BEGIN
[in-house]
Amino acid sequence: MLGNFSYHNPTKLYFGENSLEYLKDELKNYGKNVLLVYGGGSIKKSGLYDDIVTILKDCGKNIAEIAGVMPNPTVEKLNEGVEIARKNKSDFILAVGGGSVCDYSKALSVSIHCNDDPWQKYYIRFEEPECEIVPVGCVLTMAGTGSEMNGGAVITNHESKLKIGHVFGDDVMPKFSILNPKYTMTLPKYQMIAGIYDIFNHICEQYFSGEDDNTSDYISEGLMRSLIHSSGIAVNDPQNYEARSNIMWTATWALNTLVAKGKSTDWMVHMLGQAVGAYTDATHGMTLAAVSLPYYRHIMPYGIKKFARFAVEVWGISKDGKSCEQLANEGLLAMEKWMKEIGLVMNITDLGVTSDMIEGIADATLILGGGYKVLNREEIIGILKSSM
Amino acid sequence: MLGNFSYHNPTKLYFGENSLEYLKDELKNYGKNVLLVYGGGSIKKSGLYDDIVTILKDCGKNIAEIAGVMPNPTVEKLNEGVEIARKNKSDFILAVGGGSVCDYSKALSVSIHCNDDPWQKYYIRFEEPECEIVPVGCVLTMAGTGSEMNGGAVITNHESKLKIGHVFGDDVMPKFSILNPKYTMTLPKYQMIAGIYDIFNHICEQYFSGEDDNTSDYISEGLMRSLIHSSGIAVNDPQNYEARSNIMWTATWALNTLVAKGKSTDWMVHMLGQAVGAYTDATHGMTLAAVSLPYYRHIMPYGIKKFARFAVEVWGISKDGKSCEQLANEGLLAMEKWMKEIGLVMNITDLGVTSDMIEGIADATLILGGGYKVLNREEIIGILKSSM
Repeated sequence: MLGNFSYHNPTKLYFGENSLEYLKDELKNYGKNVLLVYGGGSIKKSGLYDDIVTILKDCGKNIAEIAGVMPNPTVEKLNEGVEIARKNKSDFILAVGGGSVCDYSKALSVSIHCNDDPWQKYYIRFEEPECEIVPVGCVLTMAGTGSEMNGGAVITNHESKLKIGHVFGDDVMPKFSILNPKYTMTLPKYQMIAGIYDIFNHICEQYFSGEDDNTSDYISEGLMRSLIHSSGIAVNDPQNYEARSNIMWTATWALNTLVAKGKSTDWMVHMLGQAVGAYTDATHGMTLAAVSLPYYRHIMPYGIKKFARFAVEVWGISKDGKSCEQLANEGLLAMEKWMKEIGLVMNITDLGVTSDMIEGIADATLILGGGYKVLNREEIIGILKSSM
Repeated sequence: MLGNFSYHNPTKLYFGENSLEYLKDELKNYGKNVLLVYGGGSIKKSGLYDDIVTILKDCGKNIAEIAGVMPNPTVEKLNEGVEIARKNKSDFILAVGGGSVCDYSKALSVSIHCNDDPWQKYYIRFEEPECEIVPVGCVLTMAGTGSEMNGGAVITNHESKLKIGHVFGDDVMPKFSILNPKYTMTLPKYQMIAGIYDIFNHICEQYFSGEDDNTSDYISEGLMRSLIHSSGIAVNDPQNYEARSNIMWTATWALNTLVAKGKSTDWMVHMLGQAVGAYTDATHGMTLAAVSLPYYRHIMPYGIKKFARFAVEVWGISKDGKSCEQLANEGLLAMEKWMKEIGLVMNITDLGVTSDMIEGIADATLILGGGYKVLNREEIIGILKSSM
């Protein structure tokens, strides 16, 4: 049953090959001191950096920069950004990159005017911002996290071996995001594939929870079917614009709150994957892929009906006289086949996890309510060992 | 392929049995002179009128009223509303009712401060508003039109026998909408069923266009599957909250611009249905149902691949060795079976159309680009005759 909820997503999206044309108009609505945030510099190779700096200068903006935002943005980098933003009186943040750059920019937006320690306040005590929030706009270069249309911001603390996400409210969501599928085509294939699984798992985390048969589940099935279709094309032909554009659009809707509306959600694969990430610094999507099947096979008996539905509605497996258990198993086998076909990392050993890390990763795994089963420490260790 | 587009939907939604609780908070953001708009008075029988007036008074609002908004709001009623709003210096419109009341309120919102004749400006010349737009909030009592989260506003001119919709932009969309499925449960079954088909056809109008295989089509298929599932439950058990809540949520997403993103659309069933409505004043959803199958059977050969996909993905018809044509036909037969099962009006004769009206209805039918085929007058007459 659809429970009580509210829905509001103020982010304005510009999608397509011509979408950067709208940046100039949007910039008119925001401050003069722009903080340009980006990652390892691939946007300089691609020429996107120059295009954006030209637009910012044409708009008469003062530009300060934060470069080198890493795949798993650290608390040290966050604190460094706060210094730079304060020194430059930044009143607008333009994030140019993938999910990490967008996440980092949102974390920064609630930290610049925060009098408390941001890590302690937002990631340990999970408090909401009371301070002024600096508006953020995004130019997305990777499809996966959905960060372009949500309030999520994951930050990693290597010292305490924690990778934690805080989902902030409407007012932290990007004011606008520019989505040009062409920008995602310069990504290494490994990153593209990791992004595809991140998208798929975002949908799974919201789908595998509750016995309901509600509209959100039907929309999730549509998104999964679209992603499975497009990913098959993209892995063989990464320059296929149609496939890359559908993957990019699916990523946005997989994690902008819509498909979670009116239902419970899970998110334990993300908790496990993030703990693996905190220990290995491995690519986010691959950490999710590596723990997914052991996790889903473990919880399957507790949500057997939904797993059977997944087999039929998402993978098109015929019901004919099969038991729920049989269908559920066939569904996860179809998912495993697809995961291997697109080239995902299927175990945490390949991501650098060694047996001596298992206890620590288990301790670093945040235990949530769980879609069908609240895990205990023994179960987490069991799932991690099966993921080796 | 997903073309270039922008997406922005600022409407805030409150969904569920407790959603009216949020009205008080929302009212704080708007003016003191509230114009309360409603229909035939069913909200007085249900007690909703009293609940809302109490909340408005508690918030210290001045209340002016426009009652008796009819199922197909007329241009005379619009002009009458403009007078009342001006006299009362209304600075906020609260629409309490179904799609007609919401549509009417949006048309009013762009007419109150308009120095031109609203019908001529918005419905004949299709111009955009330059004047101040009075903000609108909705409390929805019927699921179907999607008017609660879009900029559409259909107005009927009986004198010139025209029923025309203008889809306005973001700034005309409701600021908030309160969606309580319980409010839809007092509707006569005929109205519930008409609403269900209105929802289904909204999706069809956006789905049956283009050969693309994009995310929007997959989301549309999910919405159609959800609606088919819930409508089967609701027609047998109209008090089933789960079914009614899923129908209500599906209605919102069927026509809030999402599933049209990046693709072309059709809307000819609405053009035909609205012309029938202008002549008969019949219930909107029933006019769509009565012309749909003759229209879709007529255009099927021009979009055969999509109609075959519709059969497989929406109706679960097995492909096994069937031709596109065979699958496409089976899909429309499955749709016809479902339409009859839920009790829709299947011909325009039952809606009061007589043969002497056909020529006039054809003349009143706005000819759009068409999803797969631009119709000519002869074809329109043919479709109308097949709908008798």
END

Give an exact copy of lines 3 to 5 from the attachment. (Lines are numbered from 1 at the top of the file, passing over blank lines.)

Amino acid sequence: MLGNFSYHNPTKLYFGENSLEYLKDELKNYGKNVLLVYGGGSIKKSGLYDDIVTILKDCGKNIAEIAGVMPNPTVEKLNEGVEIARKNKSDFILAVGGGSVCDYSKALSVSIHCNDDPWQKYYIRFEEPECEIVPVGCVLTMAGTGSEMNGGAVITNHESKLKIGHVFGDDVMPKFSILNPKYTMTLPKYQMIAGIYDIFNHICEQYFSGEDDNTSDYISEGLMRSLIHSSGIAVNDPQNYEARSNIMWTATWALNTLVAKGKSTDWMVHMLGQAVGAYTDATHGMTLAAVSLPYYRHIMPYGIKKFARFAVEVWGISKDGKSCEQLANEGLLAMEKWMKEIGLVMNITDLGVTSDMIEGIADATLILGGGYKVLNREEIIGILKSSM
Repeated sequence: MLGNFSYHNPTKLYFGENSLEYLKDELKNYGKNVLLVYGGGSIKKSGLYDDIVTILKDCGKNIAEIAGVMPNPTVEKLNEGVEIARKNKSDFILAVGGGSVCDYSKALSVSIHCNDDPWQKYYIRFEEPECEIVPVGCVLTMAGTGSEMNGGAVITNHESKLKIGHVFGDDVMPKFSILNPKYTMTLPKYQMIAGIYDIFNHICEQYFSGEDDNTSDYISEGLMRSLIHSSGIAVNDPQNYEARSNIMWTATWALNTLVAKGKSTDWMVHMLGQAVGAYTDATHGMTLAAVSLPYYRHIMPYGIKKFARFAVEVWGISKDGKSCEQLANEGLLAMEKWMKEIGLVMNITDLGVTSDMIEGIADATLILGGGYKVLNREEIIGILKSSM
Repeated sequence: MLGNFSYHNPTKLYFGENSLEYLKDELKNYGKNVLLVYGGGSIKKSGLYDDIVTILKDCGKNIAEIAGVMPNPTVEKLNEGVEIARKNKSDFILAVGGGSVCDYSKALSVSIHCNDDPWQKYYIRFEEPECEIVPVGCVLTMAGTGSEMNGGAVITNHESKLKIGHVFGDDVMPKFSILNPKYTMTLPKYQMIAGIYDIFNHICEQYFSGEDDNTSDYISEGLMRSLIHSSGIAVNDPQNYEARSNIMWTATWALNTLVAKGKSTDWMVHMLGQAVGAYTDATHGMTLAAVSLPYYRHIMPYGIKKFARFAVEVWGISKDGKSCEQLANEGLLAMEKWMKEIGLVMNITDLGVTSDMIEGIADATLILGGGYKVLNREEIIGILKSSM